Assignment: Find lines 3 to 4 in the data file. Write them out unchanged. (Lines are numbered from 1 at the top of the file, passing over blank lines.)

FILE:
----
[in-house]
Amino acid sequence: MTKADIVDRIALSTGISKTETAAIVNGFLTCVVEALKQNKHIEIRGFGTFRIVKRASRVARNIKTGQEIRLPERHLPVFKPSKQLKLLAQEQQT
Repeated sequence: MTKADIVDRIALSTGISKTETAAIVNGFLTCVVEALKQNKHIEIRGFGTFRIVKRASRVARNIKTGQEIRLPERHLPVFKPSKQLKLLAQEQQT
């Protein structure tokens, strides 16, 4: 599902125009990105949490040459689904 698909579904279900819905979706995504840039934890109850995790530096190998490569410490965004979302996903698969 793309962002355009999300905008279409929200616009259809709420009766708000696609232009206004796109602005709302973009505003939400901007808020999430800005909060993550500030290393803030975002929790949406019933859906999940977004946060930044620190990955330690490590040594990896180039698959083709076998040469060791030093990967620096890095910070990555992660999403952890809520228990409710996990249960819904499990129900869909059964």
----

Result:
Repeated sequence: MTKADIVDRIALSTGISKTETAAIVNGFLTCVVEALKQNKHIEIRGFGTFRIVKRASRVARNIKTGQEIRLPERHLPVFKPSKQLKLLAQEQQT
């Protein structure tokens, strides 16, 4: 599902125009990105949490040459689904 698909579904279900819905979706995504840039934890109850995790530096190998490569410490965004979302996903698969 793309962002355009999300905008279409929200616009259809709420009766708000696609232009206004796109602005709302973009505003939400901007808020999430800005909060993550500030290393803030975002929790949406019933859906999940977004946060930044620190990955330690490590040594990896180039698959083709076998040469060791030093990967620096890095910070990555992660999403952890809520228990409710996990249960819904499990129900869909059964």